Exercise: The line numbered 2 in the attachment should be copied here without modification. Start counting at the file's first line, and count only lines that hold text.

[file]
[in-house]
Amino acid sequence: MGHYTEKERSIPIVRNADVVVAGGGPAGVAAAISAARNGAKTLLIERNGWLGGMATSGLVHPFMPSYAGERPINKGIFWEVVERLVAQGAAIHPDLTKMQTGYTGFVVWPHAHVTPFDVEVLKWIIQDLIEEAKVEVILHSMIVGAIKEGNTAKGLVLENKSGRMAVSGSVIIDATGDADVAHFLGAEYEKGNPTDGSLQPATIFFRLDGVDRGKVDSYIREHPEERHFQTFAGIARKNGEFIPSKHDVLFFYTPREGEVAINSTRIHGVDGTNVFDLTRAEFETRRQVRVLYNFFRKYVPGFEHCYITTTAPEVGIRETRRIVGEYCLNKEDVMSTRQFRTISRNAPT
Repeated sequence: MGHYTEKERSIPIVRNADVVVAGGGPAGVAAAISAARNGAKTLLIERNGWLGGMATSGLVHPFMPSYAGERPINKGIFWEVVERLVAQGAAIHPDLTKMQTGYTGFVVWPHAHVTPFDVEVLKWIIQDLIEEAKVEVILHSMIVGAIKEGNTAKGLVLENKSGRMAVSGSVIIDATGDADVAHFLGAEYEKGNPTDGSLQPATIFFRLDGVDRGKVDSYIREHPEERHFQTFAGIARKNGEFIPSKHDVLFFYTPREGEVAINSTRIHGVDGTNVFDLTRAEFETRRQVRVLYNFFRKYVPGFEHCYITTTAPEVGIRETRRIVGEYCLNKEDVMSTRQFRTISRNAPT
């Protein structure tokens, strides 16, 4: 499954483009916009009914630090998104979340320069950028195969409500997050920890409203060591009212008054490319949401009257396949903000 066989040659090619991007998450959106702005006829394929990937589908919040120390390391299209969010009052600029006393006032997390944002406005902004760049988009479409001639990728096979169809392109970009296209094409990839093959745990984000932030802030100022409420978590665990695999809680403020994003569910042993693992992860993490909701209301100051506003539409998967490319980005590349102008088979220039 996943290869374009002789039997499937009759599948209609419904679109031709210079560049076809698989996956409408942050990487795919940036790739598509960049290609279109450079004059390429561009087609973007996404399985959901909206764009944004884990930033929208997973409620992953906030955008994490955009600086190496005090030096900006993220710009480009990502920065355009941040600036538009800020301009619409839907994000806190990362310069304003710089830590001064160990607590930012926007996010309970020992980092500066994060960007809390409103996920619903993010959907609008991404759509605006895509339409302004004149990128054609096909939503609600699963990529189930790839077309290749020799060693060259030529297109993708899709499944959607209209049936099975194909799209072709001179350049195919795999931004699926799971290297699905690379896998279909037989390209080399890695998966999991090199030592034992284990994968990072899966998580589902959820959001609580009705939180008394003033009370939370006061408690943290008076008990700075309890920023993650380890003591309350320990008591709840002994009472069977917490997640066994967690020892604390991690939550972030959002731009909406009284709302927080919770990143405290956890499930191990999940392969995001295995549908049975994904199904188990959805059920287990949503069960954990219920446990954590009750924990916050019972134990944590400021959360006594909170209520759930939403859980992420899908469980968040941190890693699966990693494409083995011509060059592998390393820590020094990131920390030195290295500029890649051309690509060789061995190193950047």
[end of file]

Amino acid sequence: MGHYTEKERSIPIVRNADVVVAGGGPAGVAAAISAARNGAKTLLIERNGWLGGMATSGLVHPFMPSYAGERPINKGIFWEVVERLVAQGAAIHPDLTKMQTGYTGFVVWPHAHVTPFDVEVLKWIIQDLIEEAKVEVILHSMIVGAIKEGNTAKGLVLENKSGRMAVSGSVIIDATGDADVAHFLGAEYEKGNPTDGSLQPATIFFRLDGVDRGKVDSYIREHPEERHFQTFAGIARKNGEFIPSKHDVLFFYTPREGEVAINSTRIHGVDGTNVFDLTRAEFETRRQVRVLYNFFRKYVPGFEHCYITTTAPEVGIRETRRIVGEYCLNKEDVMSTRQFRTISRNAPT